Less than 15 cents of your food dollar now goes to American farmers.
Two giants now control 60% of all raw milk processed nationwide in the US— a concentration that works to suppress the farm price of milk. But the processor monopoly is more severe than that number suggests. Because of rigged marketing rules and the perishable nature of milk, farmers sell regionally, and these markets are even more locked down by the Big Two. The largest — Dean Foods, an $8 billion behemoth — controls 90% of dairy markets in Wisconsin and Michigan, 70% in New England and 70-90% in several other states.
The Big Four processing/marketing giants control production of 55% of all turkeys, 59% of chickens, 66% of hogs, 70% of soybeans, 80% of corn and 84% of beef.
Two corporations (John Deere and CNH Industrial) control nearly half the U.S. farm machinery market. Aside from price, these manufacturers gouge farmers with such devious ploys as prohibiting them or local shops from repairing their own machines. Instead, the companies mandate expensive, time-wasting reliance on often distant dealerships.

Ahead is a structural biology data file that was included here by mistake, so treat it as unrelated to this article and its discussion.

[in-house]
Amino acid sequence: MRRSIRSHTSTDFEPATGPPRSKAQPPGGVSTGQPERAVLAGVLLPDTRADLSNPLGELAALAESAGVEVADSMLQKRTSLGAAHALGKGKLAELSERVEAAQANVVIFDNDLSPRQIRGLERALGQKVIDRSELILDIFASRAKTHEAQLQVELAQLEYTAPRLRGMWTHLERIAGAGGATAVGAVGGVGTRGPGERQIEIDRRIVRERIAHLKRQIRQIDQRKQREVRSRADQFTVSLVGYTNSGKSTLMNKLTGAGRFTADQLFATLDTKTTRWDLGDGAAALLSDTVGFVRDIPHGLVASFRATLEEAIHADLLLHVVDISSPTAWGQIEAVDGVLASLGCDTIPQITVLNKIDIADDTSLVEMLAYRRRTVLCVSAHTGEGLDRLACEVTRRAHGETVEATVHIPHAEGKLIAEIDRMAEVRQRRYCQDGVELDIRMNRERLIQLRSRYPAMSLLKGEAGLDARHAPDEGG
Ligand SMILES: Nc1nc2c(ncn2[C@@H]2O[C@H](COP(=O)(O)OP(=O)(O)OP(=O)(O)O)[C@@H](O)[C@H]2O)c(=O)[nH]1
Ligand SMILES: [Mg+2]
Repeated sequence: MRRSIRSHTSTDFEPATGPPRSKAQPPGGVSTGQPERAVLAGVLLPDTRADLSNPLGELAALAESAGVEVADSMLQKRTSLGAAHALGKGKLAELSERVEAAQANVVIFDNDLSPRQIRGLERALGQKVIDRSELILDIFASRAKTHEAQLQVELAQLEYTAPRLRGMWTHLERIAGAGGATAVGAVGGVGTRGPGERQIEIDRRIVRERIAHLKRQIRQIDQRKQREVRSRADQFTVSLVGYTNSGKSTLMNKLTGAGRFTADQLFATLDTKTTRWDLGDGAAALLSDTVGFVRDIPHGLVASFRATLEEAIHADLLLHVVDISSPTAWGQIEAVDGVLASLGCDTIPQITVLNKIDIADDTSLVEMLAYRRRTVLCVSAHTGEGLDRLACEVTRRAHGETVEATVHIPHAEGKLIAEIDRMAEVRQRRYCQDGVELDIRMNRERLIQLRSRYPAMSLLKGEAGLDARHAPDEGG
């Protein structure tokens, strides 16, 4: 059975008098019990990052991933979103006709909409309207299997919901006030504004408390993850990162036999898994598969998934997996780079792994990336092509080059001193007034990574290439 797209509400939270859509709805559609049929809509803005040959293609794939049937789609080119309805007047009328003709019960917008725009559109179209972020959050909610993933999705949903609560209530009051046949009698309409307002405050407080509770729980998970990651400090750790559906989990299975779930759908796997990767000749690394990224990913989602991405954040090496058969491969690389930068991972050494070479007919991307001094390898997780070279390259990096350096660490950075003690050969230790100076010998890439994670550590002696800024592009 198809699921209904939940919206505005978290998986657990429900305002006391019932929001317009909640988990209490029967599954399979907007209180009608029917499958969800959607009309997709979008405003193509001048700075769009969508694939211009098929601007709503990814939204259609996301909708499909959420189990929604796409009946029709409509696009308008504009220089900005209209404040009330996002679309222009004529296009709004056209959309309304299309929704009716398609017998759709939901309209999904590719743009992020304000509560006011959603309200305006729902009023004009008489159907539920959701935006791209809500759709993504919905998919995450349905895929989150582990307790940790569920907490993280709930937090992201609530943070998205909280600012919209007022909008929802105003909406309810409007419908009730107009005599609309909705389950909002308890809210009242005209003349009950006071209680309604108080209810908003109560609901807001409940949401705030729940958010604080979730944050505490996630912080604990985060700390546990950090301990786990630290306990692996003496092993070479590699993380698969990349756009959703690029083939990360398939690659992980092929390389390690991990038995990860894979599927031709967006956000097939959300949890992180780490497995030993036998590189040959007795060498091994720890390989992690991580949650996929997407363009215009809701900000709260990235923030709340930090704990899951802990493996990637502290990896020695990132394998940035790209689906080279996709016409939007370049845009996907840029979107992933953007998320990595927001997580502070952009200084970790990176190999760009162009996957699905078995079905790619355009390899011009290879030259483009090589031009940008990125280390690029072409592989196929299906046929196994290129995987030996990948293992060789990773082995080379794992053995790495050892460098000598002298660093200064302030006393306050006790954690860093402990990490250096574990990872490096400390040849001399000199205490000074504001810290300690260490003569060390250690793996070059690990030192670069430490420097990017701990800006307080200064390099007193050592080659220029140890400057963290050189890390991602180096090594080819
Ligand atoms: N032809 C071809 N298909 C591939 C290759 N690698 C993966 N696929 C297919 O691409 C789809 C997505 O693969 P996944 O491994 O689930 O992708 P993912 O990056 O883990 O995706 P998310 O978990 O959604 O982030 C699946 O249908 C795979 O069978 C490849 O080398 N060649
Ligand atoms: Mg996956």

In 1996, farmers (and gardeners) could buy from some 600 independent seed companies in the U.S. By 2009, only 100 remained. By 2016, just ten corporations controlled 75% of the global seed market. And in the short time since, a series of megamergers has essentially eliminated the competition: Dow Chemical took over DuPont; ChemChina swallowed Syngenta, the Swiss biotech conglomerate; Germany’s BASF bought out multiple seed producers; and Bayer, the voracious German colossus, has been allowed to consume Monsanto. Today, two-thirds of the world’s crop seed supply is controlled by only four private entities — with Bayer controlling a quarter to a third of the global seed market. In just two decades, U.S. farmers have seen the price of seeds for major row crops nearly quadruple, even as the pay they receive for raising those crops has plummeted.
They’ve genetically tampered with seeds to make corn, soybeans and other crops withstand heavy applications of toxic, weed-killing chemicals. And who are the biggest peddlers of these chemicals? The seed monopolists. (Bayer sells $12 billion in ag chemicals, 21-22.9% of the global agrichemical market.) Thus, farmers are now doubly squeezed by higher-priced patented seeds and by the cost of the expensive chemicals they require. Meanwhile, the seed monopolists prohibit farmers from saving seeds from this year’s crop to plant next year’s (a practice as old as agriculture). It’s a deliberate restraint of trade that shackles farmers to abusive corporate masters, nature to ever-more-toxic pesticide regimens and humanity to monocultures vulnerable to pandemic crop disease and climate change.